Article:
WHAT IS unusual with Biden is not his anti-settlement policy, but his particularly strong affinity for the Jewish state.
Trump and his administration looked at Israel in large part from a faith-based, Evangelical Christian lens.
But with Biden, who has spoken of Israel as being “part of my soul,” the connection is intensely personal.
His ties to Israel are symbolic of the older generations of Democrats who supported Israel because it was a strong ally in the Middle East, because the two countries share Judeo-Christian values and because of its importance to Jewish survival in the post-Holocaust era.
Biden has raised that emotional support to an unusual height for a US president.
“I am a Zionist; you don’t have to a Jew to be a Zionist,” he told Shalom TV in 2011. “Israel is the single greatest strength in the Middle East,” Biden said, adding that he could not imagine how many troops and battleships the US would have to place in the region if Israel did not exist.
Biden is Catholic, but like many US Jews, he grew up on stories of the Holocaust told to him by his father. He made his first trip to Israel already as a junior senator in 1973 and boasts that he has known every Israeli leader since Golda Meir.
Some of the presidential contenders in the Democratic Party, such as senators Bernie Sanders and Elizabeth Warren, were willing to contemplate cutting Israeli military assistance to protest Israeli settlement activity.
But Biden has consistently been clear that he would take no action that would pose an existential threat to Israel. In this vein, he supports military aid to Israel and has no plans to make it conditional or use it as a lever to pressure the Jewish state on the settlements.
“Israel must be able to defend itself. It’s not just critical for Israeli security: I believe it is critical for America’s security,” Biden told the American Israel Public Affairs Committee (AIPAC) Conference in March.
A signatory to the 1995 Embassy Act, which mandated the embassy’s relocation from Tel Aviv to Jerusalem, Biden has long held that Jerusalem is Israel’s capital. While he clarified that he would not have chosen to open a Jerusalem embassy at this time, he clearly stated during the campaign that he has no intention of moving the embassy back to Tel Aviv.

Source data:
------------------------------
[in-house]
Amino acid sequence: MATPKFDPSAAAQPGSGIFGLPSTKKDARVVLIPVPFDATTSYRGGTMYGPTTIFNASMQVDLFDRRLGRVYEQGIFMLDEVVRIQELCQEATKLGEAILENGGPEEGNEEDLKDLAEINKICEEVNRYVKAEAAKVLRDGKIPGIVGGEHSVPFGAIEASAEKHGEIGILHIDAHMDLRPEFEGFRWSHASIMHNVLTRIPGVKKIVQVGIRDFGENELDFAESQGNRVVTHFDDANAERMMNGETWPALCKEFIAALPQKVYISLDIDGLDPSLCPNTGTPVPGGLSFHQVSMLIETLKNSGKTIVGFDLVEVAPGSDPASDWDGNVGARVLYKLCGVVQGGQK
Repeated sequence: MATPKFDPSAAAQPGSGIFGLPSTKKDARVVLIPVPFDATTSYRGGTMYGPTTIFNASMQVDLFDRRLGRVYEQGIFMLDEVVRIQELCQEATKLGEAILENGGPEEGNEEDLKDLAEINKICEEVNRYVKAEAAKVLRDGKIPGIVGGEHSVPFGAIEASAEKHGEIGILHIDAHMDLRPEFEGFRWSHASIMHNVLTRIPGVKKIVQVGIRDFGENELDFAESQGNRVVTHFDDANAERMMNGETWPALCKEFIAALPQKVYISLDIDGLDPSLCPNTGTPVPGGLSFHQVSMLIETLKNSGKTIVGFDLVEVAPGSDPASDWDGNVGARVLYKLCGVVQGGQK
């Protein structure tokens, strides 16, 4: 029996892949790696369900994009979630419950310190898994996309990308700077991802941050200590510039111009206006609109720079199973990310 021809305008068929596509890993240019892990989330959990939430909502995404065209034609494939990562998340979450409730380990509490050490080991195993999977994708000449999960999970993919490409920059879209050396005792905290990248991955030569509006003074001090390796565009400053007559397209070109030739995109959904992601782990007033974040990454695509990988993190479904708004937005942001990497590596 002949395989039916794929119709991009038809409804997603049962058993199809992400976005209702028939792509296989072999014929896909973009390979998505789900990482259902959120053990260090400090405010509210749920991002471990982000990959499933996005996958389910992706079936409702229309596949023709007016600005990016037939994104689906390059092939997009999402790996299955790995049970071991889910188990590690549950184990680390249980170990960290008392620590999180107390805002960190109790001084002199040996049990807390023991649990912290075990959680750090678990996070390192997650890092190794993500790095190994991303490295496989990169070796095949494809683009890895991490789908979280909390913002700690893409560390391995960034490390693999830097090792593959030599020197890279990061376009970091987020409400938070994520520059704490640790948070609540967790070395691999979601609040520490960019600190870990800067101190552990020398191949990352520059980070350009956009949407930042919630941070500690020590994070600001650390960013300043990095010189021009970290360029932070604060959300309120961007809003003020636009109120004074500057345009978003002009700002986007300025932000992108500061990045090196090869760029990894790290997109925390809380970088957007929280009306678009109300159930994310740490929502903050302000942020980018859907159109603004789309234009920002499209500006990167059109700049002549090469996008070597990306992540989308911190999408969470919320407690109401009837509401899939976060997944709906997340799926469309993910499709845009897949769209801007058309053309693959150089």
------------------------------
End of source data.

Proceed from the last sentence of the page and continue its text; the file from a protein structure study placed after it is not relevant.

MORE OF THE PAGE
LIKE HIS presidential predecessors before him, save for Trump, Biden has long opposed West Bank settlements.
But the exact contours of that opposition were somewhat vague. He has spoken of a two-state solution based on the pre-1967 lines, rejected annexation of the settlements and called for a halt to Israeli settlement activity.
For Netanyahu and the Israeli Right, a Biden administration is a dramatic reversal on settlement policy, coming as it does after Trump, who held that Israel could retain all the settlements.
The discord between Biden and Netanyahu here is therefore built in from the start, with regard to the settlements, irrespective of whether they were cold strangers or as they are: long-time diplomatic friends on a first-name basis.
“We’ve been friends, our families have been friends,” Biden once told Netanyahu.
But when it comes to choosing a diplomatic script for his relationship with Biden, Netanyahu has indicated that in some arenas, he will opt for frenemies, over the best-buddy routine of Trump, in spite of his Knesset speech espousing their tight relationship.
Netanyahu and Biden have been here before, of course.
There is the famed Biden vice presidential 2010 visit, during which Netanyahu allowed for the advancement of plans for 1,100 new housing units in the east Jerusalem Jewish neighborhood of Ramat Shlomo. The move, seen as a slap in the face to Biden, did not derail the visit or even the planned dinner, although Biden did arrive 90 minutes late.